Saudi king aims for smooth succession

File - Saudi Arabia's then intelligence chief Prince Muqrin bin Abdulaziz gestures during a news conference in Riyadh, in this November 24, 2007. (REUTERS/Ali Jarekji)

RIYADH: Saudi King Abdullah’s unprecedented decision to appoint a second heir to his throne appears aimed at ensuring a smooth succession in a region thrown into turmoil by the Arab Spring.

It also opens the door for the next generation to step up in an ultraconservative state ruled for decades by aging monarchs.

The 90-year-old monarch took the surprise measure Thursday naming his youngest half brother Prince Muqrin bin Abdul-Aziz as a second heir, next in line after the ailing Crown Prince Salman.

In effect, he stripped Prince Salman of the customary right to name his successor.

The king’s decision was passed by three quarters of the Board of Succession, established by King Abdullah himself in 2006 to institutionalize the process of transition.

The council would normally exercise its prerogatives after the monarch’s death.

King Abdullah wants to assure a rapid succession by this internal reorganization of power within the family, a source told AFP, adding that the decision had been “taken in agreement with Crown Prince Salman.”

The source said the king also informed the board of his intention to appoint his son Mitab as second deputy premier.

The king wants to prepare his son, who is currently the minister of the national guard, to be next in line of succession after Muqrin, the same source said.

The decision came on the eve of a visit by U.S. President Barack Obama, a message to the visitor who is expected to advise Saudi authorities to bring new blood into their aging leadership, according to diplomats.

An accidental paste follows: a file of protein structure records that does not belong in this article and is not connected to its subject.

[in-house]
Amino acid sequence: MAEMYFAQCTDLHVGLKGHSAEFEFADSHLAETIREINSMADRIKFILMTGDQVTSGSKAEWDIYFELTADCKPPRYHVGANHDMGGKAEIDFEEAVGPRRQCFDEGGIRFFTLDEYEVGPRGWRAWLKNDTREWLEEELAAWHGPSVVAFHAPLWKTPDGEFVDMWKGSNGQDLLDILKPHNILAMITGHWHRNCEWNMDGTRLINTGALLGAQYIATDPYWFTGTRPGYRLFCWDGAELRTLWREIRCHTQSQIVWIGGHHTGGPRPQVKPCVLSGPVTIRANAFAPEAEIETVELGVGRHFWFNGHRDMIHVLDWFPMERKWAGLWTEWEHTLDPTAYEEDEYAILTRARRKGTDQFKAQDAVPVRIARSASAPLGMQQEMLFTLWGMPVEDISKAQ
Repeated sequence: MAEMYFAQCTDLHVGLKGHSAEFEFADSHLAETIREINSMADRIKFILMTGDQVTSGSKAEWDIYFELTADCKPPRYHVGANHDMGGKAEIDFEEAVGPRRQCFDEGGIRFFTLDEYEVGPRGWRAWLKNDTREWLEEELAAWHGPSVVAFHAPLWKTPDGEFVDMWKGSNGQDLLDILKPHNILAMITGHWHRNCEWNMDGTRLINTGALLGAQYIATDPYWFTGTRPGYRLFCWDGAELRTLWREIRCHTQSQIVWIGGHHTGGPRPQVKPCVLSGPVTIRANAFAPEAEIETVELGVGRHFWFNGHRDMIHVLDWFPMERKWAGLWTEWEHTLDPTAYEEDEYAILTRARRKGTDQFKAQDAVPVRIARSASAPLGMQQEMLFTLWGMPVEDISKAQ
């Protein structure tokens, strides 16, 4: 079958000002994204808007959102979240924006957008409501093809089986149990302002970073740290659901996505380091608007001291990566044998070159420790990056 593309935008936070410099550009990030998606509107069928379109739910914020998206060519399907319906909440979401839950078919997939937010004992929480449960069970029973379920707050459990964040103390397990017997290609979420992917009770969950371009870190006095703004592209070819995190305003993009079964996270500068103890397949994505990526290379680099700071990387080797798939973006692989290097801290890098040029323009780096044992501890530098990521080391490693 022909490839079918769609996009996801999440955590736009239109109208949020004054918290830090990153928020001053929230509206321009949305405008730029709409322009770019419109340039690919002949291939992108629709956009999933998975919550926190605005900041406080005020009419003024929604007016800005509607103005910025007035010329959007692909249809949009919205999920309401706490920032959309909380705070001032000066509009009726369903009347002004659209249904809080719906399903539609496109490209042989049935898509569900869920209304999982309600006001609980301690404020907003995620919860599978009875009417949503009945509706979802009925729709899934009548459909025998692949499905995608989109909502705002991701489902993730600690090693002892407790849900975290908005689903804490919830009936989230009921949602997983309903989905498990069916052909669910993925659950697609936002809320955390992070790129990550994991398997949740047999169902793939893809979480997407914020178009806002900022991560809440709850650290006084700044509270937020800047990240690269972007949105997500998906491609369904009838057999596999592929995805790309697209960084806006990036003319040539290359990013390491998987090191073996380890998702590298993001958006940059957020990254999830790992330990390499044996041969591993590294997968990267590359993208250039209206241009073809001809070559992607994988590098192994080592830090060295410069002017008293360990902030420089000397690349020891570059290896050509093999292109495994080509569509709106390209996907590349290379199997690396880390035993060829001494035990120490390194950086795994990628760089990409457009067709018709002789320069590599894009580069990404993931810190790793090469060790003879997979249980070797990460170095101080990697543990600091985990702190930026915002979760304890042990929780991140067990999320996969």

Obama was expected to discuss with his hosts ways to “assure a smooth transition as the rulers of the kingdom grow old and suffer health problems,” a diplomat told AFP.

“The Americans do not like surprises in this country, which is the world’s top oil exporter, and has an impact on the international oil market,” he added.

Another diplomat stressed that “the stability of the kingdom is a priority for the United States.”

But Saudi columnist Abderrahman al-Rashed insisted that “Obama has no right to decide for the Saudis how to manage their affairs.”

The kingdom is “more capable than its American friends think in sorting its internal affairs,” he wrote in Asharq al-Awsat newspaper.

In May last year, King Abdullah upgraded the National Guard, the kingdom’s parallel army seen as a pillar of the ruling royals, to a ministry and appointed Sandhurst-educated Prince Mitab its head.

Analysts believe the aging Al-Saud dynasty will have to pass the baton to a new generation, the grandsons of the kingdom’s founder.

The oil-rich Gulf kingdom has grown “more aware of the need for a quick decision concerning the process of succession,” said Asharq al-Awsat.

The king wants to “protect the country from unpleasant and unexpected developments,” read the editorial in the paper.

“Saudi Arabia is in the middle of a troubled and severely agitated region. Some states have collapsed and others are on the verge of collapsing,” it said.

Under the usual rules of succession, power passes from brother to brother under the right of primogeniture among the sons of Abdul-Aziz bin Saud, the kingdom’s founder.

Crown Prince Salman, 79, is reputed to be ill and might not claim the throne at all, according to a source close to the circle of power.

Muqrin, 69, had already moved a step in the direction of the throne when the monarch appointed him last year as the second deputy prime minister. Prior to that, he served as the head of intelligence for seven years.

He is one of the principal “confidants” of the king, diplomats said. His appointment is aimed at avoiding a conflict over the throne within the dynasty, as the oil heavyweight vies to fend off the risk of being affected by the Arab Spring uprisings.

A version of this article appeared in the print edition of The Daily Star on March 29, 2014, on page 11.




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